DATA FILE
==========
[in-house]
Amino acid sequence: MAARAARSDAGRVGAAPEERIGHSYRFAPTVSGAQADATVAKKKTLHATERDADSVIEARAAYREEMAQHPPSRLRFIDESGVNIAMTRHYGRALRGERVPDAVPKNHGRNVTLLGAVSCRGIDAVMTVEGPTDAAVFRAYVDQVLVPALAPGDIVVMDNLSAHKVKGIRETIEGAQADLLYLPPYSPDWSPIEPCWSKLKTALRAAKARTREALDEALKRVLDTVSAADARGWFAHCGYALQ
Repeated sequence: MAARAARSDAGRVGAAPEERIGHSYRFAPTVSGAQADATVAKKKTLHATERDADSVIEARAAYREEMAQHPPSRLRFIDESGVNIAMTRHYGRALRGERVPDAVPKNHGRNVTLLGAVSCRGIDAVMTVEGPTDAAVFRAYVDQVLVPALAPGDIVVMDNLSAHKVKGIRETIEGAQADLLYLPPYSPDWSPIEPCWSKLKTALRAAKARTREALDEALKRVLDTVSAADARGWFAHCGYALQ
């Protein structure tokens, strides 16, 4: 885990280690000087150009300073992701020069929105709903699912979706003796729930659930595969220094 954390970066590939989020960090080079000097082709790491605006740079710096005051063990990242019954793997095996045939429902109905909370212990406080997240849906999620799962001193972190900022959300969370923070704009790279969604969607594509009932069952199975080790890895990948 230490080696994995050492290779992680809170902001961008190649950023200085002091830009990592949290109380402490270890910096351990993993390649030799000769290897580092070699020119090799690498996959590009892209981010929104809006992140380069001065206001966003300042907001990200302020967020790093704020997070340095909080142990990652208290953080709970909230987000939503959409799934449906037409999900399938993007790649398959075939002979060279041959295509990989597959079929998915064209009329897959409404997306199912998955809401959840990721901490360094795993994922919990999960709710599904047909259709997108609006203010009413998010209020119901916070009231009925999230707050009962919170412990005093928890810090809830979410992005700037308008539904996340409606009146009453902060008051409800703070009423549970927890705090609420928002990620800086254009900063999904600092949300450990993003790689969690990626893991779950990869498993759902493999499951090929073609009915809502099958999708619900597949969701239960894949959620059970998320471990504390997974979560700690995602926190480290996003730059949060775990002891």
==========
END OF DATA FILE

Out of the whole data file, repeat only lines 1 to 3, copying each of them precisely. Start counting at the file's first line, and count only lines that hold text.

[in-house]
Amino acid sequence: MAARAARSDAGRVGAAPEERIGHSYRFAPTVSGAQADATVAKKKTLHATERDADSVIEARAAYREEMAQHPPSRLRFIDESGVNIAMTRHYGRALRGERVPDAVPKNHGRNVTLLGAVSCRGIDAVMTVEGPTDAAVFRAYVDQVLVPALAPGDIVVMDNLSAHKVKGIRETIEGAQADLLYLPPYSPDWSPIEPCWSKLKTALRAAKARTREALDEALKRVLDTVSAADARGWFAHCGYALQ
Repeated sequence: MAARAARSDAGRVGAAPEERIGHSYRFAPTVSGAQADATVAKKKTLHATERDADSVIEARAAYREEMAQHPPSRLRFIDESGVNIAMTRHYGRALRGERVPDAVPKNHGRNVTLLGAVSCRGIDAVMTVEGPTDAAVFRAYVDQVLVPALAPGDIVVMDNLSAHKVKGIRETIEGAQADLLYLPPYSPDWSPIEPCWSKLKTALRAAKARTREALDEALKRVLDTVSAADARGWFAHCGYALQ